With that in mind, here’s a list of common remote-work headaches and their tech solutions, including products recommended by Mr. Fried and Wirecutter, a New York Times publication that tests products:
Cramped screens.
Many of us were sent home with laptops for work, and the smaller screens can feel constraining. You could consider adding a second monitor to your desk, like HP’s $539 Z27, a high-resolution 27-inch monitor.
Awkward video and phone calls.
Many of us are familiar with poorly lit video calls and low-quality phone calls. If sound quality is an issue, wireless headsets like the $180 Jabra Elite 75t earbuds have noise-reducing microphones so you don’t pick up as much external noise. For better video quality, you might consider buying a webcam, like Logitech’s $70 C920S. For lighting issues, a light therapy lamp, like Carex’s $150 Day-light Classic Plus, can provide some natural-looking lighting to a video call — and it might even perk up your mood.
For those who have loud children or live in an urban environment, a pair of noise-canceling headphones, like the $400 Bose 700 over-ear headphones or the $105 1More DualDriver BT ANC earbuds, can muffle out many unpleasant sounds to help you focus.
Body pains.
Without help from an ergonomic specialist, you may run into problems like wrist pain, neck strain and a sore back. You can remedy wrist pains with an ergonomic keyboard, like the $219 Kinesis Freestyle Edge, or a comfortable wireless mouse like the $50 Logitech M720 Triathlon Multi-Device Wireless Mouse.
If your back is killing you, it may be time to invest in a well-built office chair, like the $969 Steelcase Gesture, or a standing desk like Uplift’s $539 V2 standup desk.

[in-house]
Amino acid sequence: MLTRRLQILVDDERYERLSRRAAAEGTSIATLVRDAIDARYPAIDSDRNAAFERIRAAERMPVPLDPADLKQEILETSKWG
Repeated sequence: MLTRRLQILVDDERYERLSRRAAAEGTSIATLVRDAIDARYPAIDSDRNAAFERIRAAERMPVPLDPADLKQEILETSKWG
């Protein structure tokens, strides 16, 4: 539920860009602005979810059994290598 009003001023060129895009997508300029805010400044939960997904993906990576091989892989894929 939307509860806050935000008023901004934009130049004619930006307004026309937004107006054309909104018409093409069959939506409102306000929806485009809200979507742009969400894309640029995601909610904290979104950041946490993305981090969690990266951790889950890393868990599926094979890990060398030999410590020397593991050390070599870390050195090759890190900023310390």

Mr. Fried keeps his tech setup simple: a laptop, a good office chair, a therapy lamp for lighting up video calls and noise-canceling headphones for when his children are being noisy. When he feels like standing, he puts his laptop on a bookcase.
When it comes to remotely collaborating with a team of colleagues, the path to success has less to do with tools than having empathy for one another when we use tech.
At any company, the main thing to understand is that people have different levels of tech literacy. So it’s best for you and your team to choose a set of versatile tools rather than a variety of single-taskers, Mr. Fried said.
What does that actually mean? Team collaboration apps like Slack can handle group chats, private messaging and uploading files. Google’s app suite includes collaboration tools for document editing, calendar sharing and video conferencing. Relying on a general-purpose tool like those for various tasks would be better than using a separate app for each task: Projects can get messy if some work files are in one tool but not in another.
The second step for a team is to ensure that everyone uses the same tools. Don’t be the colleague urging everyone to use Zoom for videoconferencing when everybody else is video chatting on Google Hangouts, for example. A lack of consensus on collaboration tools can quickly escalate workplace tensions.
Many who are new to telecommuting cite tech as a major distraction from work: TV shows, video games and digital comic books are just a button press away.
Here’s a secret to finding happiness in these distractions: Embrace them.
You are entitled to take breaks. At home, you have the liberty to spend your lunch break watching a Netflix show instead of going to a restaurant.
“You don’t have to feel like you’re in the office,” Mr. Fried said. “Take advantage of that — don’t feel ashamed of it at all.”
Besides, since we have to minimize the time we spend outdoors at the moment, turning on the TV may be the most responsible thing to do.
Brian X. Chen is the lead consumer technology writer. He reviews products and writes Tech Fix, a column about solving tech-related problems. Before joining The Times in 2011, he reported on Apple and the wireless industry for Wired. More about Brian X. Chen


Leave a Comment